August 2012 – May 2013 continued fighting[edit]

On 22 August, the AFP reported that the FSA seized parts of the city of Abu Kamal, including an intelligence office and military checkpoints.[51] Later that day, Al Jazeera reported from the Iraqi border town of Qaim that Free Syrian Army fighters had launched an attack on the only military base near Al Bukamal still in the hands of the regular army. The army had used this base to shell Al Bukamal. Heavy fighting was ongoing. Also, in the city of Deir ez-Zor, the army only held three bases on the outskirts of the city.[52]

On 1 September, the Guardian reported that the FSA captured an air defense facility in Abu Kamal.[53]

On 4 September, Al Jazeera reported the FSA took control of the head security compound in Deir ez-Zor city, driving loyalist forces out of one of their three remaining bases on the outskirts of the city.[54]

On 5 September, the FSA claimed the Hamdan military airport near Abu Kamal was captured by rebels,[55] after a three day siege and an internal defection.[56] However, rebels later acknowledged that the capture was only temporary,[56] as Syrian troops just outside the base were able to force them to retreat, but also acknowledged that only dozens of Syrian troops in the area were able to survive the onslaught.[56] The Hamdan airport is the last remaining place in the vicinity of Abu Kamal where pro-Assad forces are stationed.[56]

On 28 September, a rebel brigade commander said that the rebels pulled back from al-Qusour and al-Joura neighbourhoods which were than stormed by Syrian army which carried out summary executions. He also said that 80 percent of the city is in hands of FSA with only military airport and part of Mayadin District remaining in government hands. The Syrian Army also launched an operation to recapture the Rashidiya neighbourhood.[7]

On 4 November, rebels captured the Al Ward oil field after three days of heavy fighting.[57]

On 15 November, rebels took control of the military headquarters in Abu Kamal, after fierce clashes with government forces.[58]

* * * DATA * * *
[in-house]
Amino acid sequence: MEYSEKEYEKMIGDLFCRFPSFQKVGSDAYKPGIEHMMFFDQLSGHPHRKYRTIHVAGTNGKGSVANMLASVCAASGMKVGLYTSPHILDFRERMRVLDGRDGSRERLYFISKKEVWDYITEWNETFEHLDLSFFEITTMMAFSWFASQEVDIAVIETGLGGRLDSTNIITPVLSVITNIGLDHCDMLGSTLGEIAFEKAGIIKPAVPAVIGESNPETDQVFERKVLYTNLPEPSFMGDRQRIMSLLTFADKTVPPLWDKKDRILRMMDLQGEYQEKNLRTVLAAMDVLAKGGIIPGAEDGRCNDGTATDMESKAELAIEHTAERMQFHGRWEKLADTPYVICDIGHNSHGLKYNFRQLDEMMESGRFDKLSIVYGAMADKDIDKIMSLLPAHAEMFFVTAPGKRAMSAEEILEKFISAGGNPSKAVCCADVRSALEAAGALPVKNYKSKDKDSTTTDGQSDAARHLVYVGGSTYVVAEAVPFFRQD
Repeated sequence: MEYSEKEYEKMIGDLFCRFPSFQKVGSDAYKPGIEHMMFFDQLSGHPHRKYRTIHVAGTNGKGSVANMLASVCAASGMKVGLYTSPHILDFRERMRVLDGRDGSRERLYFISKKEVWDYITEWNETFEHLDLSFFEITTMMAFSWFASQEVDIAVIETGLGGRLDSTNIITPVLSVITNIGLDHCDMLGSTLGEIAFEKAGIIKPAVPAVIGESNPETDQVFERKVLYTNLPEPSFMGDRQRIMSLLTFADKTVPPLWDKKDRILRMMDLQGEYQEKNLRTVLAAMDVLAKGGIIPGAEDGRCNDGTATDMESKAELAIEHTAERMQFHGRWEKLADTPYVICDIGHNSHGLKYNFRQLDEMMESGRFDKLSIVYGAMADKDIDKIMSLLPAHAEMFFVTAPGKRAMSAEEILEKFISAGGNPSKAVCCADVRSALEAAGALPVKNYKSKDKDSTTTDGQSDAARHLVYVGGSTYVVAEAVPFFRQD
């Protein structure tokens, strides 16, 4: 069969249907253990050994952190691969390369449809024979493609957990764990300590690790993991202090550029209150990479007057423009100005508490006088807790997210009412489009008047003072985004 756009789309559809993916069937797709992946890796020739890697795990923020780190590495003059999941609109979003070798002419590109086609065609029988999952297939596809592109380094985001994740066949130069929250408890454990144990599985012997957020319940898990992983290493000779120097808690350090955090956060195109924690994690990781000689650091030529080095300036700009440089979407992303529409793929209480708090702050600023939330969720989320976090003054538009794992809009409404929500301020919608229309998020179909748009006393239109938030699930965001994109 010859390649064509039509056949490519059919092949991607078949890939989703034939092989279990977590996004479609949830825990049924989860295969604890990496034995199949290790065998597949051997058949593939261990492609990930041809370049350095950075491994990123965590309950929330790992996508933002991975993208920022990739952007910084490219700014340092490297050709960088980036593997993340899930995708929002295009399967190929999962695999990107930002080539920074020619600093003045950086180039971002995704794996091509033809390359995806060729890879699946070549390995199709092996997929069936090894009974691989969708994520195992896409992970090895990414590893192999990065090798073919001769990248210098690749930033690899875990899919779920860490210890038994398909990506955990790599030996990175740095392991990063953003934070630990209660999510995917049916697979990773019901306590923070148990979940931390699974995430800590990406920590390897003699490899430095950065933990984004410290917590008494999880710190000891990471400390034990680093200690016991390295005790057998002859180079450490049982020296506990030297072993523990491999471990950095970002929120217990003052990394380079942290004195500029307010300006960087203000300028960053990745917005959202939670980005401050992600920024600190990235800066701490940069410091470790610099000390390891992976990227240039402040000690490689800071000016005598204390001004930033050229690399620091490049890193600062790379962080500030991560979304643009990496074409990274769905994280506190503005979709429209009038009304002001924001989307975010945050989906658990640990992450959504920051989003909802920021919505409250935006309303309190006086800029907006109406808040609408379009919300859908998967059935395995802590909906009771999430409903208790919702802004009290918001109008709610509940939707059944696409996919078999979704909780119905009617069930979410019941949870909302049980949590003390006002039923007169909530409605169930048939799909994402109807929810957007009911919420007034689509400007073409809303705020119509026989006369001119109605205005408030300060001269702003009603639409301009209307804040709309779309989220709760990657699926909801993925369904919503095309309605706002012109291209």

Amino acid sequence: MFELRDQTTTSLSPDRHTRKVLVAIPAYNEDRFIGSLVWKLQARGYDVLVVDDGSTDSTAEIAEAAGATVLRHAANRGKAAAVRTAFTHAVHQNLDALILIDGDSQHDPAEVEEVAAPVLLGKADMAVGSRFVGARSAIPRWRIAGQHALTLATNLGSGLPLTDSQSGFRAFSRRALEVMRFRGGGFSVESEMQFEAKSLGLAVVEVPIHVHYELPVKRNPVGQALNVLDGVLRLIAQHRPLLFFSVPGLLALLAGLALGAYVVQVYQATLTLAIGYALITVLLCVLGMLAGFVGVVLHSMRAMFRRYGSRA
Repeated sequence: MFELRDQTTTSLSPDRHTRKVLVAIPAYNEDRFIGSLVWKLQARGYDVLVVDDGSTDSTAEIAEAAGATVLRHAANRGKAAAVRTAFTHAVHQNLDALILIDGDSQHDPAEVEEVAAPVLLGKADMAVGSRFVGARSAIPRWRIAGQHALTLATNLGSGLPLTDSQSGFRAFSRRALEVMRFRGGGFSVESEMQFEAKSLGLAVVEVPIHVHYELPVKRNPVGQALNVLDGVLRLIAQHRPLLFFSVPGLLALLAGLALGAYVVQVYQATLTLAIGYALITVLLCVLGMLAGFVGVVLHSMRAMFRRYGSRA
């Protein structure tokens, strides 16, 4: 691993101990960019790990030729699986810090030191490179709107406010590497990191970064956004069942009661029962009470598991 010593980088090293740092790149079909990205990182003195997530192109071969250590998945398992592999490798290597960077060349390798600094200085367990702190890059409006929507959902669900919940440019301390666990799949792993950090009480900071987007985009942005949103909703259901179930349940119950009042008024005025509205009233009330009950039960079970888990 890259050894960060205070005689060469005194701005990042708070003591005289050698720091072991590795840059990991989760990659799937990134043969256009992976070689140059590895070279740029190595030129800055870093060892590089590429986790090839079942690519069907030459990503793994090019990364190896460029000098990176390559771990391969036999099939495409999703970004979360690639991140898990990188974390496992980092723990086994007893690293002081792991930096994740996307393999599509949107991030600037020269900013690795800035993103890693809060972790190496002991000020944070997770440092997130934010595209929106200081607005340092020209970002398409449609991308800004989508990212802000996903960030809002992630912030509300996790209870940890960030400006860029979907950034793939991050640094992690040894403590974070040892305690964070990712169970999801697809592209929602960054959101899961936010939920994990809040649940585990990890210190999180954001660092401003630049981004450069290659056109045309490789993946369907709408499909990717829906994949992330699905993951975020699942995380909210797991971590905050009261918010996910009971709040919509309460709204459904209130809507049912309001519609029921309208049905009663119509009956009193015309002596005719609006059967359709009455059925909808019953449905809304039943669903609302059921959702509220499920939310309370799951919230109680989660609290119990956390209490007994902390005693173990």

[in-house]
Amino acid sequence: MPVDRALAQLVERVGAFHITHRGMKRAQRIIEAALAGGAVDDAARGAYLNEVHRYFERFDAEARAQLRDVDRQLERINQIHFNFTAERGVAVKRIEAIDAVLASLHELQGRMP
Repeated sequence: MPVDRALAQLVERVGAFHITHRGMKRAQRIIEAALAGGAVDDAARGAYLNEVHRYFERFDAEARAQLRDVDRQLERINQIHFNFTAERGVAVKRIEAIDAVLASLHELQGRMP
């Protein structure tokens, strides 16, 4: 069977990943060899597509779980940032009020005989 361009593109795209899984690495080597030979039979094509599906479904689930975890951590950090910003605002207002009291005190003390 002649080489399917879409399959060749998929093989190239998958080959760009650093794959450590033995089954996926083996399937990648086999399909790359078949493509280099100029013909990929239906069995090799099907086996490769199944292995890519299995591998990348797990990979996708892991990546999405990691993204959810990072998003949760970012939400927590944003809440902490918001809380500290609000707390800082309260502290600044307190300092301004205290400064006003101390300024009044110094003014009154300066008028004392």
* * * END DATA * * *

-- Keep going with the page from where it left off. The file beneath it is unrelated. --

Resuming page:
On 16 November, rebels seized the military airport of Hamadan, the final place that the government controlled in al-Boukamal. The airport was in fact a base used to transport farm products that was turned into a helicopter base. With fall of Abu Kamal, the main military airport of Deir ez-zor is now the only military airbase in the region, thus creating the largest rebel controlled area in the country.[59]

However, after the fall of Hamada, 12 rebels were killed in the shelling on the outskirts of the city by the army.[60]

By 21 November, rebels controlled two of three major oilfields in the province and were using them to supply themselves with oil. They were preparing for the capture of the remaining one, but needed engineers to operate it. Plans to advance north into Kurdish-dominated Hassakah Province were reportedly also being made.[61] On 30 November, SOHR reported that government troops abandoned the Omar oilfield east of Deir ez-Zor, which was soon occupied by opposition forces. Only five minor fields west of the city still remained under government control.[62]

On 22 November, after 20 days long siege rebels have captured also Mayadin military base from which soldiers evacuated to Deir ez-Zor airbase thus forcing out any government elements from area spanning from Iraqi city to capitol of the province.[63]

On 3 December, fierce combat broke out in the Mouzafin and Joubaila districts of Deir ez-Zor, while rebels reportedly shelled the nearby military airbase.[64]

On 12 December 2012, the French Aid agency, Médecins Sans Frontières called for sick and wounded people to be evacuated from the besieged city.

On 29 January 2013, rebels captured the important Siyasiyeh bridge (and another smaller bridge)on the Euphrates river in Deir Ezzor which connects Deir ez-Zor to Hasakeh, after clashes with the Syrian Army. SOHR director, Rami Abdel Rahman claimed that "Siyasiyeh bridge is the most important in the area as it connects Deir ez-Zor to Hasakeh. Its capture means that army supplies to Hasakeh will be nearly completely severed." and that also "These gains in Deir ez-Zor are very important because this strategic city is the gateway to a region rich in oil and gas resources. If the rebels continue to progress and gain control of what is left of military-held posts, the Pioneers camp and Deir ez-Zor military airport, it will be the first major city to fall into the hands of the rebels."[65] Elsewhere in Deir ez-Zor, activists claimed that rebels had also taken control of a government intelligence complex after five days of heavy fighting, with assistance from Islamist fighters. SOHR claimed that the rebels had taken control of the government complex, including the prison, from which they have freed at least 11 opposition figures.[66][67] LCC also reported that the rebels captured a tank and three armored personnel carriers.[68]